The Continuous Positive Airway Pressure (CPAP) machine is considered the “gold standard” when it comes to treating Obstructive Sleep Apnea (OSA). Those who have been prescribed a CPAP machine often describe the experience as uncomfortable, irritating, and cumbersome. Some patients complain of issues keeping their mask securely fastened to their face, a dry stuffy nose, dry throat, and skin irritation.
So what options are available for those who can not tolerate a CPAP? Before moving into alternative treatment options, you may want to first consider the following.
Before giving up…
Check a secure fit
Before exploring CPAP alternatives, it’s a good idea to try to work with your current CPAP setup. Ensure that the mask fits securely and comfortably on to your face. Most masks can be adjusted for a more secure fit. Check the manufacturers instructions that were provided with your machine for proper fitting directions. Your doctor can also help you make adjustments if necessary.
Try a different style of mask
It’s possible that the mask that came with your machine may not be a good fit for you. Several different mask styles are available including the nasal, full face, nasal pillow, nasal prong, hybrid, oral and total face mask so you may want to try out a different type of mask before giving up.
For example, if you find that a full face mask is too irritating or you are feeling claustrophobic, you may want to consider trying out a nasal pillow style mask. Several different styles and sizes are available in a price range that is between $40 and $200. Most insurance providers will provide coverage for select masks.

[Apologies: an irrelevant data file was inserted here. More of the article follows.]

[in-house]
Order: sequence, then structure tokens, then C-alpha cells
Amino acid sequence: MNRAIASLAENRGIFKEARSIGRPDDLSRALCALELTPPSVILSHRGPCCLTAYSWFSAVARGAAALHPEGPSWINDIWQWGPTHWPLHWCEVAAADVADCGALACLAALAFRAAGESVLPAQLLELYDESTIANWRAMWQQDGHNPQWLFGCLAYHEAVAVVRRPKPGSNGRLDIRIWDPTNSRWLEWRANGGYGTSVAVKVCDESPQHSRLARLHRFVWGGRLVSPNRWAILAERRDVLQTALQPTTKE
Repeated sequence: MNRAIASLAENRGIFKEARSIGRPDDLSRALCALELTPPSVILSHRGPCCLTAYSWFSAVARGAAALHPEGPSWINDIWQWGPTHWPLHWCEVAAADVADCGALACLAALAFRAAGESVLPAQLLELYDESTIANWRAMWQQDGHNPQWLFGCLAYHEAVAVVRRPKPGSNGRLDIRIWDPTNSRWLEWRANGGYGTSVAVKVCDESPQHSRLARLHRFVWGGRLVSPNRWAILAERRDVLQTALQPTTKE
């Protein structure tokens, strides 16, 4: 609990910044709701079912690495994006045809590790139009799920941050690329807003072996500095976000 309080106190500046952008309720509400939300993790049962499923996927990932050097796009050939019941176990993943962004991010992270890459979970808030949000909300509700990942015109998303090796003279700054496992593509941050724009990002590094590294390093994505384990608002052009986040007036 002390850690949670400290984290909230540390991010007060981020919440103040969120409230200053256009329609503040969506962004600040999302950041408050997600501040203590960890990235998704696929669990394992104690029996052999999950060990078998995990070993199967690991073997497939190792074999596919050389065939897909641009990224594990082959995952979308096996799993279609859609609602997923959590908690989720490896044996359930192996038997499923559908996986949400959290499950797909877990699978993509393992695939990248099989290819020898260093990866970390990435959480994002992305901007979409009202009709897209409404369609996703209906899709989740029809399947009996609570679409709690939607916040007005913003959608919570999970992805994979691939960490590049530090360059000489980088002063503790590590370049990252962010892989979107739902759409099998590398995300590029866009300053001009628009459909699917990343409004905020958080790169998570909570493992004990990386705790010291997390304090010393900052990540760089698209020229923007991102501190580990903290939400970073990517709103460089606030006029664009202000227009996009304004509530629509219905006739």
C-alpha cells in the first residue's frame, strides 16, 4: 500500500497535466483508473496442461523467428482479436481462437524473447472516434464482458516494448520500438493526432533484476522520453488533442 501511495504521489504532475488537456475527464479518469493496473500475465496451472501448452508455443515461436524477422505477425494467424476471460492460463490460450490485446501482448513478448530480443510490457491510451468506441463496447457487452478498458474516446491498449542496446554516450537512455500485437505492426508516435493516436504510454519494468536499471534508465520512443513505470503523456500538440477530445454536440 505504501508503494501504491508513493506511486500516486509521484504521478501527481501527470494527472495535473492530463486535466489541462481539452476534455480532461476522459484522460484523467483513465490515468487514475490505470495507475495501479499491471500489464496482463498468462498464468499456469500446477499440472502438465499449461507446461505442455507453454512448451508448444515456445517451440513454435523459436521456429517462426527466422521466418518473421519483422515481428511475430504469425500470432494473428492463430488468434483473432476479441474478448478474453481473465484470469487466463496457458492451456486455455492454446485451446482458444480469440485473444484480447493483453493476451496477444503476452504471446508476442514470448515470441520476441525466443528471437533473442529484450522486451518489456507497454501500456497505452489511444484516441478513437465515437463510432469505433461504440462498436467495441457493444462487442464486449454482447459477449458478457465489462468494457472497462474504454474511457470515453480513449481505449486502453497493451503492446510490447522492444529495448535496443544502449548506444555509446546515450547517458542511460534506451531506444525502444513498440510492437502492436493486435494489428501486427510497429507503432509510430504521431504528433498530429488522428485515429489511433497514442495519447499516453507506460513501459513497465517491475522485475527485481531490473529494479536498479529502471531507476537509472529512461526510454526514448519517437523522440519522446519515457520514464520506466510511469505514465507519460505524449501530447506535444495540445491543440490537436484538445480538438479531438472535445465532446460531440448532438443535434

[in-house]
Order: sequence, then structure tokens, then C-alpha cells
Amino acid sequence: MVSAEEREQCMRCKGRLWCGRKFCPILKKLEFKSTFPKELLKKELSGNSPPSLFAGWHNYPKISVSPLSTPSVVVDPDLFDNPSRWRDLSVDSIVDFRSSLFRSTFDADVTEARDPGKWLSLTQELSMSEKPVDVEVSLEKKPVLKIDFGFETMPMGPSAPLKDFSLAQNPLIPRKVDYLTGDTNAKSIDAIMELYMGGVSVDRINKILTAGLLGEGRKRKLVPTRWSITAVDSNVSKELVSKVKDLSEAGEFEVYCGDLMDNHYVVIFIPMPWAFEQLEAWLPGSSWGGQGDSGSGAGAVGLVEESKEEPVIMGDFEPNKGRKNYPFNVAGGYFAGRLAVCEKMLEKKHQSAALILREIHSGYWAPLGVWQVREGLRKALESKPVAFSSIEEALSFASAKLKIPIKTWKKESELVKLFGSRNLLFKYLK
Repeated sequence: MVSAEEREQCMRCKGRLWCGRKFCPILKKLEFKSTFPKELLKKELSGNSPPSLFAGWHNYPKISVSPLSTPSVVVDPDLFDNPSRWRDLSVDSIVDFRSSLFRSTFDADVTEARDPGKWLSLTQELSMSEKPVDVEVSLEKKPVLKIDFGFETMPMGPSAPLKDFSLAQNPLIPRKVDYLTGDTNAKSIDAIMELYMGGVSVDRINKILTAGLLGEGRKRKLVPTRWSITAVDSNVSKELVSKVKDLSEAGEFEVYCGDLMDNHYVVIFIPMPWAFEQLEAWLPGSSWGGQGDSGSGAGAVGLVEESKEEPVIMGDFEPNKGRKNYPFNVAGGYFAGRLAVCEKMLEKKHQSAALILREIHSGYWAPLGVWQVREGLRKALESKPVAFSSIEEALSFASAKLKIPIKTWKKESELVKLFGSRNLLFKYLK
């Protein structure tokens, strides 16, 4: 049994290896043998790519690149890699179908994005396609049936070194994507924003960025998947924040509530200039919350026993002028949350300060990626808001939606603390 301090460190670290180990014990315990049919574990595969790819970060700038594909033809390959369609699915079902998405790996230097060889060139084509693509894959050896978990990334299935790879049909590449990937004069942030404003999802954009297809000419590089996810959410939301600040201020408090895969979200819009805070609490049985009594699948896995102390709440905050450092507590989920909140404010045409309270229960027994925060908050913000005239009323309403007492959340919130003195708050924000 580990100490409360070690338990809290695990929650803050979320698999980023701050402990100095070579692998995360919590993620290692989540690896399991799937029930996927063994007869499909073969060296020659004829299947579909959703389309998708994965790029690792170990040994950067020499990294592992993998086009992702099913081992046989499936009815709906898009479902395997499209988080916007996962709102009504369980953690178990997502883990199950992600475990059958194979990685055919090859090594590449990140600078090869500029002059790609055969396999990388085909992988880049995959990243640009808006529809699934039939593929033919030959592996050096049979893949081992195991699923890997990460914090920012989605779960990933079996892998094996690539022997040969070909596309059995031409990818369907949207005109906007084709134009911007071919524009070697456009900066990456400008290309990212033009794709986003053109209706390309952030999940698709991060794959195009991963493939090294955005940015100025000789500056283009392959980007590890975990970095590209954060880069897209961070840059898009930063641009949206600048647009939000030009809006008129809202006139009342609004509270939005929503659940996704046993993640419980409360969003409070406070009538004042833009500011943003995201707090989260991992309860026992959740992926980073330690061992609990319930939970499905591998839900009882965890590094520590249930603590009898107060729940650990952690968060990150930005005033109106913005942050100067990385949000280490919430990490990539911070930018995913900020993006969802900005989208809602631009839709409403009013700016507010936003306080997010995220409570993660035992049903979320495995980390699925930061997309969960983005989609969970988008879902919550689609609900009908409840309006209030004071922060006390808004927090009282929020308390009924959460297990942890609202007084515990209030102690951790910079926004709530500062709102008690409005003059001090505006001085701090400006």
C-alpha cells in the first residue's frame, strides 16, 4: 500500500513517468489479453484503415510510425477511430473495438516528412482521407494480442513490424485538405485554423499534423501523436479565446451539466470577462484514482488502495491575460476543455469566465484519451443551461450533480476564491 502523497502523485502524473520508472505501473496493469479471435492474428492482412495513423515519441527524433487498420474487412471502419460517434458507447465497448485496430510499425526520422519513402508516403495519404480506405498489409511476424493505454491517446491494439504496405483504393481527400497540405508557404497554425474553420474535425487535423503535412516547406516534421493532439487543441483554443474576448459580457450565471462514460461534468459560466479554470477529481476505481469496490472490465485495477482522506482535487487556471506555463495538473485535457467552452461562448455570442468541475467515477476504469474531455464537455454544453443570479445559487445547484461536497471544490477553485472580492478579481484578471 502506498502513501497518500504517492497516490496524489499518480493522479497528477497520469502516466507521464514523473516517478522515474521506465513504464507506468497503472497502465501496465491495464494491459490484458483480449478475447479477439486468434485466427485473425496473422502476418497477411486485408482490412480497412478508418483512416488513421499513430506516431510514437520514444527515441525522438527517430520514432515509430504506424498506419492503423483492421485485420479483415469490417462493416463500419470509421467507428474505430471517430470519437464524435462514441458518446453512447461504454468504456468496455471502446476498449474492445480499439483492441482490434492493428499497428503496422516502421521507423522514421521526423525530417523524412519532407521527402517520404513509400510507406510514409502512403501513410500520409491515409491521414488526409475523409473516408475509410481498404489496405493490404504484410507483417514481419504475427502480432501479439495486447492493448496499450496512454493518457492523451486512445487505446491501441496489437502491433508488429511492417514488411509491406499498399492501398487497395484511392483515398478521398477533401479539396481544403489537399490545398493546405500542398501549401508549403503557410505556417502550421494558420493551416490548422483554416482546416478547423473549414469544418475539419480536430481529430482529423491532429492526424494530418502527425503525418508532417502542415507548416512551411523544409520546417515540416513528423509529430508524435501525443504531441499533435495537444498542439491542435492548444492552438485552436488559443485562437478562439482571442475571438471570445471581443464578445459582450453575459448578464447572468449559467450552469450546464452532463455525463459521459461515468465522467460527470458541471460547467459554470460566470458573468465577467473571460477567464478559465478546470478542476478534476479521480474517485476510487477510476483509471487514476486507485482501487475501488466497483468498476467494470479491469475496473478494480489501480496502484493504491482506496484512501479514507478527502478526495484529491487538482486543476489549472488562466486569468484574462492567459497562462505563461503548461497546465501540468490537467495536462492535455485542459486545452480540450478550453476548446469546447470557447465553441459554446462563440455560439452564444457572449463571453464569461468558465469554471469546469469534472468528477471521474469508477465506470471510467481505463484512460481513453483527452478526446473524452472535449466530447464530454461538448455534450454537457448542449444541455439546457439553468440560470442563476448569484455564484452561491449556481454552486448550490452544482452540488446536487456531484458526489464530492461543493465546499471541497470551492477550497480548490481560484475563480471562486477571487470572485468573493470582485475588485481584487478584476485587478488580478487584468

If you are having difficulty keeping the mask secured to your face, try using the adjustment straps to create a closer fit. Avoid over tightening as this can cause further irritation.
Try a CPAP humidifier
Nasal, mouth, and throat dryness are also another common issues that CPAP users often experience when using a machine for the first time. If dryness and irritation is an issue, you may want to consider switching to a machine that has a humidifier. This lubricates your nasal passages and helps to prevent them from drying out.
Most newer CPAP machines come with a heated moisture adding feature that can be adjusted to a level of humidity that makes your experience a more comfortable one. If you have an older machine, you may be able to add a heated humidifier to the air stream.
Alternatives to the CPAP for those who can’t tolerate
If you are having difficulty tolerating a CPAP machine after testing out different masks, making adjustments, and adding moisture, you may want to speak with your doctor about testing a Mandibular Advancement Device (MAD) or Tongue Stabilizing Device (also known as a Tongue Retaining Device or TRD). Both have been proven to treat mild to moderate obstructive sleep apnea and are also an effective way to treat snoring.
As mentioned, there are basically two different styles of mouthpiece available, the MAD and the TSD.
Most who have made the switch to a mouthpiece agree that they are less invasive and easier to use. Best of all, you don’t have to carry around a large machine, tubes, and a mask. In addition, no electricity is necessary.